On May 26, 2020, the social media platform Twitter attached “fact check” labels to a pair of tweets by Donald Trump in which the president stated that mail-in voting was rife with fraud and could potentially lead to a “rigged election.” The “fact check” label redirected users to news articles disputing the notion that voting-by-mail was in any way related to election fraud. On May 28, President Trump signed an executive order barring such “censorship” by social media companies claiming to be open forums. Among his comments were the following:
“We’re here today to defend free speech from one of the greatest dangers it has faced in American history. A small handful of powerful social media monopolies [have] unchecked power to censure, restrict, edit, shape, hide, alter virtually any form of communication between private citizens or large public audiences…. This censorship and bias is a threat to freedom itself. Imagine if your phone company silenced or edited your conversation. Social media companies have vastly more power in the United States than newspapers, they’re by far more rich than any other traditional forms of communication…. In a country that has long cherished the freedom of expression, we cannot allow a limited number of online platforms to hand pick the speech that Americans may access and convey on the internet. This practice is fundamentally un-American and anti-democratic. When large, powerful social media companies censor opinions with which they disagree, they exercise a dangerous power. They cease functioning as passive bulletin boards, and ought to be viewed and treated as content creators.”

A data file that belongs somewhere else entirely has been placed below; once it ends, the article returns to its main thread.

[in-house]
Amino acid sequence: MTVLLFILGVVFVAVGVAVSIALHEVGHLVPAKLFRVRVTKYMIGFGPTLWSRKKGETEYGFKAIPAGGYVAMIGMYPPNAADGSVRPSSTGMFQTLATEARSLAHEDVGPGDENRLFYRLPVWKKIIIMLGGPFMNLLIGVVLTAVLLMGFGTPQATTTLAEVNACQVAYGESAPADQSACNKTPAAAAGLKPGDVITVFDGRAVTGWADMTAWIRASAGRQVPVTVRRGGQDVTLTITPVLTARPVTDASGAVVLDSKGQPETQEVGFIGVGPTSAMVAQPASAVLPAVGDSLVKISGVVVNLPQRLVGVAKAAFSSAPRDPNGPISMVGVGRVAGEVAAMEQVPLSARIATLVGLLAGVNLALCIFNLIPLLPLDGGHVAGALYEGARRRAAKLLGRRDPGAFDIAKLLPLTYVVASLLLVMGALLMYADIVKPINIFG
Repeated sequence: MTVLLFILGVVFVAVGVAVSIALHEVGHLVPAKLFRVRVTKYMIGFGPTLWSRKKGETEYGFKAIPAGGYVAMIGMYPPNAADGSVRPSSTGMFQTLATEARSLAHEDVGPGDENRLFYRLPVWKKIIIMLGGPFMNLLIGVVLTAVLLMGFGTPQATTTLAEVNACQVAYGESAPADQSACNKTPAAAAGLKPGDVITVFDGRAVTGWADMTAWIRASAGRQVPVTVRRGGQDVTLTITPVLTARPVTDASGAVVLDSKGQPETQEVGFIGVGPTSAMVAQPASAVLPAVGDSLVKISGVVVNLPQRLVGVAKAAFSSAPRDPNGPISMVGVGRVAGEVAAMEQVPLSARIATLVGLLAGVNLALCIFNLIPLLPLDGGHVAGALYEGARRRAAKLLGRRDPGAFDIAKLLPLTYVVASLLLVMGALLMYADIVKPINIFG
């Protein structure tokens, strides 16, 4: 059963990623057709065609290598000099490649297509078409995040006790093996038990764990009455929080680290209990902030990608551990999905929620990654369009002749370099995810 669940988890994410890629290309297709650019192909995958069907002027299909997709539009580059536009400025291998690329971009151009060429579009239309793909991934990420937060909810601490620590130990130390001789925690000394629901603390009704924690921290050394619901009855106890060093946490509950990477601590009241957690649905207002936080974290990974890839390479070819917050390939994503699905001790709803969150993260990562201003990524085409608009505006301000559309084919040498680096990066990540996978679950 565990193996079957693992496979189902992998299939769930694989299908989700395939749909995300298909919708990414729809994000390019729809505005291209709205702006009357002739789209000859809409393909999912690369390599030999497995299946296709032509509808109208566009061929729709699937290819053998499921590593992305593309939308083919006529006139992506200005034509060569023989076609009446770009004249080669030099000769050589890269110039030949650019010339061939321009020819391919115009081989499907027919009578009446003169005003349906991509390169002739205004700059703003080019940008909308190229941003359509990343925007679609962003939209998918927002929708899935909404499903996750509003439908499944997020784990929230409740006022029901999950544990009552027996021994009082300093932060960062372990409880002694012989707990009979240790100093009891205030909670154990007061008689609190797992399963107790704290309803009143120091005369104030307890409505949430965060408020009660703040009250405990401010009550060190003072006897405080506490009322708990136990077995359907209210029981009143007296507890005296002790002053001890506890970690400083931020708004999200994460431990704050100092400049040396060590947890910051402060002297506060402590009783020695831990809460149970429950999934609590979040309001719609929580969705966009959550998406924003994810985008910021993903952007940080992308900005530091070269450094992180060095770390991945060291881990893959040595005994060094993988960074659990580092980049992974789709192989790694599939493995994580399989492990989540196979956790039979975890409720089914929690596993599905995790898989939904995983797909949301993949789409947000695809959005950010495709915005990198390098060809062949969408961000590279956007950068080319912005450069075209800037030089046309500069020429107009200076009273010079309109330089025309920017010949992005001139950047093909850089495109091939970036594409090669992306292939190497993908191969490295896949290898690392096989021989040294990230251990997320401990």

In response to Trump’s executive order, Wikipedia co-founder Jimmy Wales stated in an interview: “If President Trump tweets something that is nonsense, we don’t accept that as a source of information for random things he says on Twitter. We have a group of admins who are very strict and firm on what can be entered.”
Wales also said: “[The] President’s power does not extend to threatening or shutting down social media platforms. But we should fear this in every country. Worst case scenario is that platforms don’t have courage to tell Trump to go away, that they begin to adapt policies to his whims because he is a lunatic.”